Topic: Entertainment & MediaEvents

Last updated: May 3, 2019

In the article, “Faking Cultural Literacy”, Karl Taro Greenfeld discusses the tendency of humans to claim to be literate about topics and events of the society even though, in reality, they aren’t. People, as Greenfeld puts it, fake cultural literacy. He bolsters this idea by presenting his personal experience of giving his thoughts on books that his wife reads despite the fact that he doesn’t know anything about the books. (1) Moreover, Greenfeld supports his argument by presenting NPR’s article for April Fools’ Day which became viral on Facebook. NPR’s article was titled “Why Doesn’t America Read Anymore?” and was actually a prank but because of people’s habit of only looking at the headlines, people shared the link of the article and made claims that they do read and asked people to do the same without knowing that it was a prank and not a real article. (2) This shows how vulnerable the people are and how humans try to seem to be aware of things. Furthermore, Greenfeld claims that people claim to be knowledgeable about things because of the pressure that people feel to be informed in order to survive in the society.

He states, “What we feel now is the constant pressure to know enough, at all times, lest we be revealed as culturally illiterate.” (2) As for me, I do agree with Greenfeld’s argument. I believe this to be the case because I have personally experienced it.

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In the past, I have tried to make friends by pretending to know about TV shows that others like even when I know nothing about it. I did this in order to fit in, to belong. In addition to my personal experience, I have also seen others act as well informed about different topics. Such was the case when I asked a friend of mine to teach me about the World Wars, a topic I knew nothing of at the time. My friend taught me what he knew about it. However, as I later on researched on the subject, I found out that he had been confused about the World Wars himself and as a result, he mixed up the information and facts of the subject matter. These events, along with the evidences provided by Greenfeld led me to believe and accept Greenfeld’s notion on today’s society. Additionally, Greenfeld not only made me support his argument but also made me think of the consequences of the issue.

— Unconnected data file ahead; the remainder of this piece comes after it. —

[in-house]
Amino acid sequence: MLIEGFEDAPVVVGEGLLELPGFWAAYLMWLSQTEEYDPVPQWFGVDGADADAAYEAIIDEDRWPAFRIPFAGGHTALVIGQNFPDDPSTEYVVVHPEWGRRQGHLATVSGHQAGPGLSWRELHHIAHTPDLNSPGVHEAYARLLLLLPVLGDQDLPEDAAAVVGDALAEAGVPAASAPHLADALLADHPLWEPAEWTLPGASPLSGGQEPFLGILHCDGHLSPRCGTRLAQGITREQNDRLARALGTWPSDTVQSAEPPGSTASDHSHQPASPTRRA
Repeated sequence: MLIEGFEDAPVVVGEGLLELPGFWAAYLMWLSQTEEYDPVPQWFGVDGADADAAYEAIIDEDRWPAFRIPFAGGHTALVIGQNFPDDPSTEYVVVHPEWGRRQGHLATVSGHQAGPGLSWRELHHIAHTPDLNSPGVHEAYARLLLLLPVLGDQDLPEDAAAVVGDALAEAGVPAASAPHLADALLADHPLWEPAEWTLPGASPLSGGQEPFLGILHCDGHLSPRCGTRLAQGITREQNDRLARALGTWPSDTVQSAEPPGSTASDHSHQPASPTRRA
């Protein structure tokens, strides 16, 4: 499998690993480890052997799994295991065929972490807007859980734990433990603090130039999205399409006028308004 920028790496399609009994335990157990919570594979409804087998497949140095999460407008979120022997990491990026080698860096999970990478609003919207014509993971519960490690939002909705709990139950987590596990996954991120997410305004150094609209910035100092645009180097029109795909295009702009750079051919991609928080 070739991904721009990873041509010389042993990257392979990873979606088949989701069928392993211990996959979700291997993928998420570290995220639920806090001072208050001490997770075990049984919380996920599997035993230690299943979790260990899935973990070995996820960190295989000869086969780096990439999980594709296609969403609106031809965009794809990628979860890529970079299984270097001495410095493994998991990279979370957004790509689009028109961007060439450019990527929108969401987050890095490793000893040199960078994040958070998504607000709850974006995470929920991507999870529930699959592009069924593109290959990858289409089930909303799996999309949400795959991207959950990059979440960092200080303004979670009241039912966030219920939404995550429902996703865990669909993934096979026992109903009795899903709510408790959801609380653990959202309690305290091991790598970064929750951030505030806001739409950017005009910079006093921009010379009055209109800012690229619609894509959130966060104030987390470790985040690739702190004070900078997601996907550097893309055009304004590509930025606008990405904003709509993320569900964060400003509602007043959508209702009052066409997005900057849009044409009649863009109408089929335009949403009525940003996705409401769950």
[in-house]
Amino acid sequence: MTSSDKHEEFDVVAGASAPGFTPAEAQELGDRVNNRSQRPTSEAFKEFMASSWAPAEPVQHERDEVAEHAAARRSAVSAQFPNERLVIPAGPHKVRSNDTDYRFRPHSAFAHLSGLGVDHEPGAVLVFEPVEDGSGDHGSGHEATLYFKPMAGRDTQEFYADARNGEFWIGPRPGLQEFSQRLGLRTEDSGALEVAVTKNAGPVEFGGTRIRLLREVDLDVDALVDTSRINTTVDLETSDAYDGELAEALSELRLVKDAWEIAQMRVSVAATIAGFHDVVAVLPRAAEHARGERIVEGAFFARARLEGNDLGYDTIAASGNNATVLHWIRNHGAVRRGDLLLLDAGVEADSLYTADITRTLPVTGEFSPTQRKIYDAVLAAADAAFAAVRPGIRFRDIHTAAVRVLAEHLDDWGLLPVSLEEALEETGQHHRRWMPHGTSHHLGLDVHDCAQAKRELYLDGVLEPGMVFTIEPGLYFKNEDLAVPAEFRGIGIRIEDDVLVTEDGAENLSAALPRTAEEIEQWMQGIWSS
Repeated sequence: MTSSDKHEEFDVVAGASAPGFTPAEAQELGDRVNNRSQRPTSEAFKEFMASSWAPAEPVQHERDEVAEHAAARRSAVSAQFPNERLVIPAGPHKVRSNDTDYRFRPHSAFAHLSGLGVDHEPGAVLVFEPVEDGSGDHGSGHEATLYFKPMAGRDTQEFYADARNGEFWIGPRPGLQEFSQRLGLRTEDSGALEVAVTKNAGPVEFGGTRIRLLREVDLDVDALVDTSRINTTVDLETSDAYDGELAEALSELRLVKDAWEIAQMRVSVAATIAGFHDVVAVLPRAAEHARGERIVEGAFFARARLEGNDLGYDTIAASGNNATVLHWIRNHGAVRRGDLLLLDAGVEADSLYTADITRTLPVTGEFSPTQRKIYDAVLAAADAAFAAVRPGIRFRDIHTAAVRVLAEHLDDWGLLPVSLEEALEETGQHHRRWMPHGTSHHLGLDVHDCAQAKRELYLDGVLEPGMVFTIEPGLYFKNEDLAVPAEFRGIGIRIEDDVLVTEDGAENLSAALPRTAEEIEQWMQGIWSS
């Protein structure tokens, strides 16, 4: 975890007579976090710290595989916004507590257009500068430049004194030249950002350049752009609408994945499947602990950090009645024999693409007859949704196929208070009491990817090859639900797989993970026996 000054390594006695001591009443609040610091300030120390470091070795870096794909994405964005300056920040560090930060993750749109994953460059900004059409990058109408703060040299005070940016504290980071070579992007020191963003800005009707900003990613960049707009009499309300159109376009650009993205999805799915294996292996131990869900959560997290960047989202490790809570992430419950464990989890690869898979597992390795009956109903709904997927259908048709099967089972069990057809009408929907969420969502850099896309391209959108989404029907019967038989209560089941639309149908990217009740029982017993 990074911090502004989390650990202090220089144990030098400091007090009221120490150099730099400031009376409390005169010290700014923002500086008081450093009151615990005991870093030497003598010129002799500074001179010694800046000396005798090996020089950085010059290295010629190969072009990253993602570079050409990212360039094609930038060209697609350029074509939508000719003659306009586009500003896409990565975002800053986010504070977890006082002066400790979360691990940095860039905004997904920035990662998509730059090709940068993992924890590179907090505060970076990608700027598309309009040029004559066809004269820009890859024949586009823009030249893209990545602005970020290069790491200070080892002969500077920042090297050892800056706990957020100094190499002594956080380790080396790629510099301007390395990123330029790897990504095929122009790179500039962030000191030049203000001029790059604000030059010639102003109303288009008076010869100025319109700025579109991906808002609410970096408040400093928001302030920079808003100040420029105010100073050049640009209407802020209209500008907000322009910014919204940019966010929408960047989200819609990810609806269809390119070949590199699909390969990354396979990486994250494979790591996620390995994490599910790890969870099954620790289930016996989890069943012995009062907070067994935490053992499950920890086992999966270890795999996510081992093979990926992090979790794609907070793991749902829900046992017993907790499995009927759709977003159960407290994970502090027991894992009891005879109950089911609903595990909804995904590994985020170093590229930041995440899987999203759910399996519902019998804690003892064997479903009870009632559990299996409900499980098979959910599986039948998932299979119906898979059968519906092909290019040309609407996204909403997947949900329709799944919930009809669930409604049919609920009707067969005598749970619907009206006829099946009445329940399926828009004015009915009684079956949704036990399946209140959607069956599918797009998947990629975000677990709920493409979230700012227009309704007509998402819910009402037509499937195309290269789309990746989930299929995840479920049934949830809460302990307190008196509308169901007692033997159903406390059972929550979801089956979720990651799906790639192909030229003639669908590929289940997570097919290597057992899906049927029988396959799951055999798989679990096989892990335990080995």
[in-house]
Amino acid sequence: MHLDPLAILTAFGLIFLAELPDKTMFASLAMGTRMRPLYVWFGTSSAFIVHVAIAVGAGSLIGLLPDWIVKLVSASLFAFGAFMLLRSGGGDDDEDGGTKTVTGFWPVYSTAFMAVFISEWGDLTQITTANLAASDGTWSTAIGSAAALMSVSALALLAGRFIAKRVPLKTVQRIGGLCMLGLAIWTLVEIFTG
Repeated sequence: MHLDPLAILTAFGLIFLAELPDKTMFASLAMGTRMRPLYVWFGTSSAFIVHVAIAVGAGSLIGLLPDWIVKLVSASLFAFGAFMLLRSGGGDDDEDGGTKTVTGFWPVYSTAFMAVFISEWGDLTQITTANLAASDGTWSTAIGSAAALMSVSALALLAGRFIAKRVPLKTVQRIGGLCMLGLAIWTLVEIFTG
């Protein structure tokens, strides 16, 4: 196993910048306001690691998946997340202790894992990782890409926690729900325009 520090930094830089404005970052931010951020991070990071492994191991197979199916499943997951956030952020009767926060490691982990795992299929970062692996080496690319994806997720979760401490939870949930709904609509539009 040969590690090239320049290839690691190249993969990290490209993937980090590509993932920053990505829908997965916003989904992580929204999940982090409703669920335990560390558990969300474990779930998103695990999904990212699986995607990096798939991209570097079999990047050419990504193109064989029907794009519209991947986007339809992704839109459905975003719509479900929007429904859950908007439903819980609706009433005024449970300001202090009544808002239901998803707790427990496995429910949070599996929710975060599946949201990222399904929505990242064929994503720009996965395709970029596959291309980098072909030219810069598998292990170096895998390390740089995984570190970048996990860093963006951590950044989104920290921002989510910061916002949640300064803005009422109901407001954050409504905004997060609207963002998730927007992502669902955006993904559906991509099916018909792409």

I am left wondering whether this would someday be detrimental to our society if we leave it as it is. Greenfeld writes in the last paragraph of his article, “It pours into our lives a rising tide of words, facts, jokes, GIFs, gossip and commentary that threatens to drown us. Perhaps it is this fear of submersion that is behind this insistence that we’ve seen, we’ve read, we know.” (4) If this is the case, wherein we fail to acknowledge the fact that we do not know, is there no room for change? I can only imagine the effects of us denying and failing to observe the facts around us. I do hope that before it becomes too late, we wake up and start walking towards progress and change.


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